Readers' letters: Trolley dumping is a worrying daily issue

I was interested to read Angus Robertson’s comment on the anti-social dumping of supermarket shopping trolleys (News, January 17).

We lived for 18 months in a new build near Wester Hailes cinema and throughout lockdown we used the Union Canal as our walking ‘allowance’ of one hour.

The number of trolleys taken daily from the shopping centre, then dumped over bridges when the user was close enough to home, was just ridiculous.

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I approached Lidl, as one was dumped outside our build. “Nope, can’t leave the shop to collect it” was the manager’s reply.

At one point the canal couldn’t be used until magnet fishers (who do a superb job fishing junk out) were called in, due to the endangerment to canal boats caused by trolleys along the one and a half miles we walked of it to Sighthill.

It’s a daily issue dogged by apathy. Certainly at Wester Hailes it’s the norm.

Mr G Eadie, Edinburgh

Extra MP payments should be forbidden

Sky News and Tortoise Media have done the British public a great service.

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They have pulled together a website which allows us to search to find out how much (over and above their parliamentary salaries and generous expenses) our esteemed MPs have received in donations, gifts etc since 19 December 2019.

You can find the website, which is called Westminster Accounts at

A search shows that by my calculation my MP, Alister Jack, has received £36,400 since the end of 2019 and neighbouring MP, David Mundell, has received £59,340.

There is clearly a public interest in knowing more about these donations. What, if anything, did the donors receive in return?

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MPs are elected to represent the interests of their constituents. Can they truly be said to do that when they are also beholden to people or organisations who have given them cash?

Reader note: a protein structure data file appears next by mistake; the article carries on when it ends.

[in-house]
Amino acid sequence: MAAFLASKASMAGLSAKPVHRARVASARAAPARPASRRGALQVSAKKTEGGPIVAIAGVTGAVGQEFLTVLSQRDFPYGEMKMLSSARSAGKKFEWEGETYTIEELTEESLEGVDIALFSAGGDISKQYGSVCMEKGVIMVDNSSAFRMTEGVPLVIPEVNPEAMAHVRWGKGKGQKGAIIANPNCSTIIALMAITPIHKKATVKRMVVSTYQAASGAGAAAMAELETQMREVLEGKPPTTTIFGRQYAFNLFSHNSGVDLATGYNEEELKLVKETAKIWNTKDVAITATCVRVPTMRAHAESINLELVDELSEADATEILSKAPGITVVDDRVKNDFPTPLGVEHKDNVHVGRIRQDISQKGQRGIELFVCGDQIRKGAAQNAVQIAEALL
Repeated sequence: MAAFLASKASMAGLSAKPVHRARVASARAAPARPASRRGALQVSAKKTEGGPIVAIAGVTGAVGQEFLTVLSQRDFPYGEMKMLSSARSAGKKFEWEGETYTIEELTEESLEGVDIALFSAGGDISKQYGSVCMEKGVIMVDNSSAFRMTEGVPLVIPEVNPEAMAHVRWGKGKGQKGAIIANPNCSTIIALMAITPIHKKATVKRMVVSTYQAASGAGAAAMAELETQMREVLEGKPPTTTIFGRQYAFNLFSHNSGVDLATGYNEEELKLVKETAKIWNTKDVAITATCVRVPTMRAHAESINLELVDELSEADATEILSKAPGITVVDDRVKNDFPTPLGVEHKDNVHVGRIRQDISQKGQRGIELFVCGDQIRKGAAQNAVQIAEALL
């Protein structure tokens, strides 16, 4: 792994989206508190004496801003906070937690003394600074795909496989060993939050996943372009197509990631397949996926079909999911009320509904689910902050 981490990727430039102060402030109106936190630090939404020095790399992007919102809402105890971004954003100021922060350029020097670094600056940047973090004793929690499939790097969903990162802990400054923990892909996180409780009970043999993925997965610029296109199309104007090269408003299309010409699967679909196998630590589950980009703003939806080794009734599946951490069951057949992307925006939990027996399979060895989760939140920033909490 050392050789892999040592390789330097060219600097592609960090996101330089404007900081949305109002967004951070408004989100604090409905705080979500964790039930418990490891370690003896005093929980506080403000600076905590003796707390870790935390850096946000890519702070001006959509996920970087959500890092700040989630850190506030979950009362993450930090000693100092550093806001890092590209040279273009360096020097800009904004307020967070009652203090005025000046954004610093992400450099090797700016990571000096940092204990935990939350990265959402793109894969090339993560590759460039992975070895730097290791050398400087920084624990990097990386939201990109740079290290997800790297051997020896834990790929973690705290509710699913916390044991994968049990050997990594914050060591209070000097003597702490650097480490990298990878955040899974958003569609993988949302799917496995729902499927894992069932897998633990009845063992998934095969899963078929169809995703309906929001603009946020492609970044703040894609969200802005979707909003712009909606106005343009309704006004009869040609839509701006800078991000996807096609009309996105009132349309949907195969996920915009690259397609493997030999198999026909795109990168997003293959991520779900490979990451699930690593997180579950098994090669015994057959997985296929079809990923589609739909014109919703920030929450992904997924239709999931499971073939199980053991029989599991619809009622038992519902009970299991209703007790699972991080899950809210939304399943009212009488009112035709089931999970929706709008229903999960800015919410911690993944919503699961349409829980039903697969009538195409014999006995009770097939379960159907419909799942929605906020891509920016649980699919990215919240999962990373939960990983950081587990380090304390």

I suggest that, since the parliamentary system is meant to be transparent, payments such as these should be absolutely forbidden. MPs and Ministers receive high enough salaries and generous expenses as it is.

David Howdle, Kirkton

Cut travel distances to reduce emissions

The way to cut carbon emissions from petrol or diesel fuel is to minimise the distance vehicles have to travel. Traffic regulations are regularly introduced that disregard this advice and we see such harebrained schemes as the Leith Walk/London Road debacle.

The shortest distance between two points is a straight line. It would be prudent if the powers that be could remember this when planning traffic flow.

George Wright, Edinburgh

Health care funding models reassessed

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Sir Keir Starmer declares he would not change to a social insurance model to fund the NHS (News, 16 January).

He states in these models, employees contribute a proportion of their salary to pay for their health care.However, NI contributions come from employees' salaries (and employers). So what's the difference?

Just that we only pay for some 18 per cent of the cost, the remainder coming from general taxation.

Why not make all NHS costs funded from employee and employer contributions and reduce general taxation?

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Also remove the anomaly that people earning over £50,000 pay only two per cent in NI contributions. Why should they not pay 12 per cent like lower earners?

Steuart Campbell, Edinburgh

Write to the Edinburgh Evening News

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